A set of laws due to be debated in Venezuela could further limit citizens’ rights, experts are warning.
The country’s newly formed National Assembly was asked to review 34 laws earlier this month, including the Law on Social Responsibilities on Radio, Television and Electronic Media or “Ley Resorte,” which regulates media; and the International Cooperation Law, which governs how civil society groups operate in Venezuela.
No details have been made public about what reforms may be proposed, but rights groups and those who rely on platforms such as Twitter to access independent information raised concerns that any revisions could limit press freedom.
Ali Daniels, director of the nonprofit civil rights group Acceso a la Justicia, told VOA the plans for reform are further evidence that the Venezuelan government seeks to control the few spaces over which it has minimal control.
"If you want to control content on social networks, what you really want to control is dissent and the manifestations of freedom of expression that are made through it,” Daniels said.
José Gregorio Correa, a member of the newly formed National Assembly, told VOA he believes some amendments are needed to update the Resorte law, but that the government should avoid measures that restrict freedom of expression.
"It’s necessary that we make some amendments and adapt it to new realities. I don’t believe in restrictions; I believe in responsibilities,” Correa said, adding, “I don’t think the state may interfere in people's freedom to express themselves.”
Journalists, including those using social media, have an “obligation to answer,” Correa said, adding, “I do not think that social media should be restricted, but rather that those who use it, should be held accountable.”
VOA tried to reach other members of the new National Assembly for comment, but they did not respond to the requests.
The United States, European Union and several other countries do not recognize Venezuela's newly formed National Assembly, saying elections in December, which the opposition largely boycotted, failed to comply with international standards.
Free expression limited
Rafael Uzcátegui, coordinator of the nongovernmental organization Provea, said he is concerned that legal reforms to the International Cooperation Law could be used to limit criticism of rights abuses and ultimately mean greater restrictions on freedom of expression.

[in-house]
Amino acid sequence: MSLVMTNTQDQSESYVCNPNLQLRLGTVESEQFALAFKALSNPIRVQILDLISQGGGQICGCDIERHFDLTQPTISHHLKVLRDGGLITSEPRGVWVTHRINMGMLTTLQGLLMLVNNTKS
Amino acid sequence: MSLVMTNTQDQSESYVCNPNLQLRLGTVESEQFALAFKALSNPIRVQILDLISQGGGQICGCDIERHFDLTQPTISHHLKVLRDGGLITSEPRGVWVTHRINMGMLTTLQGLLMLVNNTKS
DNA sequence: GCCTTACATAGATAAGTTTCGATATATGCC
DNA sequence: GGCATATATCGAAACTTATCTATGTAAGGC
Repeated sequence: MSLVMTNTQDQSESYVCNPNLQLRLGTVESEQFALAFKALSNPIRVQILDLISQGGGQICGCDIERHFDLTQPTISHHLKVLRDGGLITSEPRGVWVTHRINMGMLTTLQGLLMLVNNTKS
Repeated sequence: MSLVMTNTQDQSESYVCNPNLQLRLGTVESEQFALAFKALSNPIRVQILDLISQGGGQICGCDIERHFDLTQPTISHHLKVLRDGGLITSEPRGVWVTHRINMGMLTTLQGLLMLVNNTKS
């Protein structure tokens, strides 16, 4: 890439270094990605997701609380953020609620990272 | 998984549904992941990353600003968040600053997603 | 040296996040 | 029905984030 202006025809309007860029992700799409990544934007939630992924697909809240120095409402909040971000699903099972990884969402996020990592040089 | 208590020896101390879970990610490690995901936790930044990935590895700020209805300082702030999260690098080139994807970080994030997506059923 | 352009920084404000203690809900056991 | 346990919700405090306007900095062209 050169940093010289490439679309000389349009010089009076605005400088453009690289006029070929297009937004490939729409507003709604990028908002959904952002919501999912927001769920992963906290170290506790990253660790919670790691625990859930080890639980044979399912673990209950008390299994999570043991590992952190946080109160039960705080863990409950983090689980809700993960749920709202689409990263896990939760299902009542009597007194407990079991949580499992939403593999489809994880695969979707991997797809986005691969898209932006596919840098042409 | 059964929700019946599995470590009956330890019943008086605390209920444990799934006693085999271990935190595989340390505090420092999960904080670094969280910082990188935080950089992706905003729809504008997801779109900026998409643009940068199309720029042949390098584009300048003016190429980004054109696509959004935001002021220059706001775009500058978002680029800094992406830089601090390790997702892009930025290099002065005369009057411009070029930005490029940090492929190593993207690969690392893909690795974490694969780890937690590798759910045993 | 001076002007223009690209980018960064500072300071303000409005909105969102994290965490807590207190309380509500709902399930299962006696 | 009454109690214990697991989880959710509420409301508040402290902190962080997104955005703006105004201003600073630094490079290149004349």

The law grants rights groups legal status in Venezuela and governs how they operate, including access to foreign funding.
Uzcátegui said any attempts to restrict the law could harm the ability of rights groups to investigate abuses and make it harder for groups “denouncing situations that are harmful to individuals and human rights.”
Fran Monroy, a Caracas-based journalist who specializes in technology, said the review could signal the "beginning of the end of social networks in Venezuela."
The space for independent reporting has shrunk in Venezuela under President Nicolás Maduro, according to media watchdog Reporters Without Borders. The country ranks 147 out of 180, where 1 is the freest, according to the group’s annual press freedom index.
Radio and TV stations that broadcast critical content have lost access to broadcast frequencies, and legal and economic pressures have led news outlets to close or journalists to flee.
Social media has filled the gap left by traditional media, but that can also bring retaliation.
The nongovernmental organization Espacio Publicó has documented 25 cases of citizens being arrested for publishing content on digital platforms.
Twitter has also come into conflict with the Maduro government.
In 2020, the social media site suspended dozens of accounts linked to the government and military, including the oil ministry, Reuters reported.
Some accounts were later restored. At the time Twitter said it has systems set up to detect “platform manipulations” which account users can appeal if they are suspended in error.
This report originated in VOA’s Latin American Division. Maria Elena Little Endara contributed to this story.